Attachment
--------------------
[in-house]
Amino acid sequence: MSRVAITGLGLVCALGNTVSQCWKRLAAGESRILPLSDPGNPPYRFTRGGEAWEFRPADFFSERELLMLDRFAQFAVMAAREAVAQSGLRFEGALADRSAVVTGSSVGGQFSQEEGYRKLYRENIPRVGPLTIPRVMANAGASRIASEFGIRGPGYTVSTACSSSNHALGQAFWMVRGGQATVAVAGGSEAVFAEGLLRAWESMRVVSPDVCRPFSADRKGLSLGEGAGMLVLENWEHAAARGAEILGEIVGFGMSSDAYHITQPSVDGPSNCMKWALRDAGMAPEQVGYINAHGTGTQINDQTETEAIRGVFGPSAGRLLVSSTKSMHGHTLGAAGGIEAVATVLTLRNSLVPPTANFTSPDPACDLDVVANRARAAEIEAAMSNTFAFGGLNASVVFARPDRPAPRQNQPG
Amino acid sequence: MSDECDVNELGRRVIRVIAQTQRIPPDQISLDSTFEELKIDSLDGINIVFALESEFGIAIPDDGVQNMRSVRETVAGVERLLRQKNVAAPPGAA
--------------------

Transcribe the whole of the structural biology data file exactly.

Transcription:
[in-house]
Amino acid sequence: MSRVAITGLGLVCALGNTVSQCWKRLAAGESRILPLSDPGNPPYRFTRGGEAWEFRPADFFSERELLMLDRFAQFAVMAAREAVAQSGLRFEGALADRSAVVTGSSVGGQFSQEEGYRKLYRENIPRVGPLTIPRVMANAGASRIASEFGIRGPGYTVSTACSSSNHALGQAFWMVRGGQATVAVAGGSEAVFAEGLLRAWESMRVVSPDVCRPFSADRKGLSLGEGAGMLVLENWEHAAARGAEILGEIVGFGMSSDAYHITQPSVDGPSNCMKWALRDAGMAPEQVGYINAHGTGTQINDQTETEAIRGVFGPSAGRLLVSSTKSMHGHTLGAAGGIEAVATVLTLRNSLVPPTANFTSPDPACDLDVVANRARAAEIEAAMSNTFAFGGLNASVVFARPDRPAPRQNQPG
Amino acid sequence: MSDECDVNELGRRVIRVIAQTQRIPPDQISLDSTFEELKIDSLDGINIVFALESEFGIAIPDDGVQNMRSVRETVAGVERLLRQKNVAAPPGAA